Monday, May 26, 2008

Failed States: The UN's Failure

Alice C. Linsley

David Kay, former advisor on Iraqi Weapons of Mass Destruction to the Director of Central Intelligence, is quoted as an expert on the threat to world security posed by "failed" states. These are dictatorial governments where there is great disparity in wealth and most citizens are young people with little opportunity for self-improvement.

Kay lists the following trends as playing a role in the destablization of global security:

The proliferation of failed and rogue states
Kay points to between 50 and 70 states that have either failed or are on the verge of failing. These include Somalia, Sudan, North Korea, Pakistan, Indonesia, Yemen, Haiti and Myanmar (Burma). Some of these failures are because of what Kay calls a “tremendous and sudden compression of economic wealth.”

The resulting social upheaval
There is a widespread failure of social integration and educational opportunities at a time when the population of young people is burgeoning. In Iraq, 62 percent of the population is under 15 years old; in Yemen the number is 50 percent. Over half the population of the Middle East is under 24 years old. Pakistan have an army that has essential replaced its education system. Young people growing up in chaos are more willing to undertake dangerous work, especailly if it is cast as noble.

Despite the government's attempts to re-invent Yemen as a pro-western friend, Yemen offers its citizens zero economic opportunity and no education system. Not surprisingly, a large percentage of Yemeni young men are addicted to qat (also known as Catha edulis). Qat is a narcotic shrub that elicits feelings of euphoria when its leaves are chewed. Qat consumption is so prevalent in Yemen that its use has become nearly synonymous with Yemeni culture.

Disruption of trade and aid
The US is dependent on global trade and the unhindered flow of energy resources. Trade and resources often must pass through failed states. A conflict could arise when the leader of a rouge state decides to prevent the flow of trade and rescources. This is increasingly likely as the worldwide competition for oil tempts some to hoard. There is also worldwide competition for water and basic foods.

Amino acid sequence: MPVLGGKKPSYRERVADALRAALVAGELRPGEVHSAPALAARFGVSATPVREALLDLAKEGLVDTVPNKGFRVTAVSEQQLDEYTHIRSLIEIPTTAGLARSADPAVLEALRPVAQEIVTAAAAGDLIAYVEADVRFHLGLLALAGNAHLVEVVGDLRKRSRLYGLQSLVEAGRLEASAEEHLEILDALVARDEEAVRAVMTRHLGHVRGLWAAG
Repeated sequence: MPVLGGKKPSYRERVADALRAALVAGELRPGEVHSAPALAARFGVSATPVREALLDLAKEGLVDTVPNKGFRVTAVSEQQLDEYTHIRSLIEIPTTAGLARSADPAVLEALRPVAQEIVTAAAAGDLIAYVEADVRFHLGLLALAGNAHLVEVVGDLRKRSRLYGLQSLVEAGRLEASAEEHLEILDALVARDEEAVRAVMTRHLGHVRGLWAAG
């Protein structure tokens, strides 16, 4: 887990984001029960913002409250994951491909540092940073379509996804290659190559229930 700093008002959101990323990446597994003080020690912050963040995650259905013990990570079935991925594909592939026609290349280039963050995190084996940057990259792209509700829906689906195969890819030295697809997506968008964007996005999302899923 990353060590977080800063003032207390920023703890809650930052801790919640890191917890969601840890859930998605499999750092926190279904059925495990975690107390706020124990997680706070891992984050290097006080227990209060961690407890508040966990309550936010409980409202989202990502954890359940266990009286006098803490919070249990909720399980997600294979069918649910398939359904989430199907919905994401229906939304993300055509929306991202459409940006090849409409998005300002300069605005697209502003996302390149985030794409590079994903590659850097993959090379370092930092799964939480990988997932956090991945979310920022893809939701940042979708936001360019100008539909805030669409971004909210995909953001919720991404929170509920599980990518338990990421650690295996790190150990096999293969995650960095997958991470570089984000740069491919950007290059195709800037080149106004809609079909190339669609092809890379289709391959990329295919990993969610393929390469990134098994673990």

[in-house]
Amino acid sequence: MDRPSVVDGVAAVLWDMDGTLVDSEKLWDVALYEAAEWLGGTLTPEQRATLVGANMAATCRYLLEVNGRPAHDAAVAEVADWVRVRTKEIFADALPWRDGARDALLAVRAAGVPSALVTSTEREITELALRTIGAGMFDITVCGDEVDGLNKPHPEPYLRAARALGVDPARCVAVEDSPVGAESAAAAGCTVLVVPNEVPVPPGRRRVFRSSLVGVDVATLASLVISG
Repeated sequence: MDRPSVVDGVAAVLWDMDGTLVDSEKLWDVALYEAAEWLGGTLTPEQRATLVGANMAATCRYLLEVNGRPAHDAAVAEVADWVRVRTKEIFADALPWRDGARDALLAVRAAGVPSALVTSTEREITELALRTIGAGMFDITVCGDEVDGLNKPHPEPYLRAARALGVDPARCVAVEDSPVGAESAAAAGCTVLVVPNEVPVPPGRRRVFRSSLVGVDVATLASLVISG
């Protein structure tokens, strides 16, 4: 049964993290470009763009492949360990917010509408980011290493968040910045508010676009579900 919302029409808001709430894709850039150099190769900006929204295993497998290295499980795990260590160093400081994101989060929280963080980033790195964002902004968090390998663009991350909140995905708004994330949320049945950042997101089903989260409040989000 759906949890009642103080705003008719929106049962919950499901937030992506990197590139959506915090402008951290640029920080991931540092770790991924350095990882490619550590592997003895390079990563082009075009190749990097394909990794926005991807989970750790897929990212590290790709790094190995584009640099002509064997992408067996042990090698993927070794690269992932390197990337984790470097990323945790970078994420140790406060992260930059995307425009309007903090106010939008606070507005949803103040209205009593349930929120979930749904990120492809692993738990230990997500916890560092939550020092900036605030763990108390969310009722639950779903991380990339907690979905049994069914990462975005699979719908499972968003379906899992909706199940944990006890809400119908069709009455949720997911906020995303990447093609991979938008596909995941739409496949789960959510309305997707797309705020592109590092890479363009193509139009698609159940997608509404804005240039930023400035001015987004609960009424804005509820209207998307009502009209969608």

The recent cylcone devastation in Myanmar illustrates the complexities of getting resources to the people who most need them. The military junta which controls that nation has barred nearly all foreign aid workers and international relief agencies from the Irrawaddy River delta since Cyclone Nargis hit on May 2. US humanitartian aid has arrived, but still has not be distributed. Neither has the United Nations been able to persuade the isolationist junta to allow supplies into the country. As of today, the UN estimates that half of the victims still have received no food and no medical attention.

The remnants of the Cold War
The Cold War is over, but the US intelligence community has yet to evolve to meet the needs of these new global realities. There is still a good deal of super powers standoff mentality. The approach of checks and balances may continue to work in the face of the threats posed by North Korea, but as earthquakes and disease stir disorder in China, that super power is concerned with more immediate problems. World problems are more complex than ever and US intelligence and humanitarian efforts are not able to adequately respond.

US intervention in humanitarian crises
“You just can't avoid intervention,” says Kay, who pointed to the Sudan as a recent example. “During the first Bush administration, the U.S. military was intervening in humanitarian crises once every two years,” said Kay. “Now it's twice a year. With 50 to 70 failed states, that becomes a norm.”

Clearly the USA can't do it all. Nor should it be expected to attend to every threat posed by failed states. That is the responsibility of the United Nations, according to its Preamble.

Preamble to the United Nations Charter


to save succeeding generations from the scourge of war, which twice in our lifetime has brought untold sorrow to mankind, and

to reaffirm faith in fundamental human rights, in the dignity and worth of the human person, in the equal rights of men and women and of nations large and small, and

to establish conditions under which justice and respect for the obligations arising from treaties and other sources of international law can be maintained, and

to promote social progress and better standards of life in larger freedom,


to practice tolerance and live together in peace with one another as good neighbours, and

to unite our strength to maintain international peace and security, and

to ensure, by the acceptance of principles and the institution of methods, that armed force shall not be used, save in the common interest, and

to employ international machinery for the promotion of the economic and social advancement of all peoples,


Accordingly, our respective Governments, through representatives assembled in the city of San Francisco, who have exhibited their full powers found to be in good and due form, have agreed to the present Charter of the United Nations and do hereby establish an international organization to be known as the United Nations.

Signed on June 26, 1945 and went into force on October 24, 1945.

So why isn't the UN doing what it was created to do?

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